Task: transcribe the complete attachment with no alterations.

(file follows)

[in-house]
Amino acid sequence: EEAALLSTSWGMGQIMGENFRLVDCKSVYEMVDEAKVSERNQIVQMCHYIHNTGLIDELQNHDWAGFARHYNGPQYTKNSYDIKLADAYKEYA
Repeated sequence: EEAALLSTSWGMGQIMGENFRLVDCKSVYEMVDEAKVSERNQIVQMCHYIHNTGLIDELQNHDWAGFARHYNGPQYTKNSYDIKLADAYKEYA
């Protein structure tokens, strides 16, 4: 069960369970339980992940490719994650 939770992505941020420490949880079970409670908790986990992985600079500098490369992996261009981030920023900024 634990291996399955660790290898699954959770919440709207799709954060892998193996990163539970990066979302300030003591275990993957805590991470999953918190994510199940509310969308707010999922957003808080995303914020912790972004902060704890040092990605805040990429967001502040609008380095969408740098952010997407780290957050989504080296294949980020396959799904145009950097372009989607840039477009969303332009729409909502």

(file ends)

[in-house]
Amino acid sequence: EEAALLSTSWGMGQIMGENFRLVDCKSVYEMVDEAKVSERNQIVQMCHYIHNTGLIDELQNHDWAGFARHYNGPQYTKNSYDIKLADAYKEYA
Repeated sequence: EEAALLSTSWGMGQIMGENFRLVDCKSVYEMVDEAKVSERNQIVQMCHYIHNTGLIDELQNHDWAGFARHYNGPQYTKNSYDIKLADAYKEYA
């Protein structure tokens, strides 16, 4: 069960369970339980992940490719994650 939770992505941020420490949880079970409670908790986990992985600079500098490369992996261009981030920023900024 634990291996399955660790290898699954959770919440709207799709954060892998193996990163539970990066979302300030003591275990993957805590991470999953918190994510199940509310969308707010999922957003808080995303914020912790972004902060704890040092990605805040990429967001502040609008380095969408740098952010997407780290957050989504080296294949980020396959799904145009950097372009989607840039477009969303332009729409909502």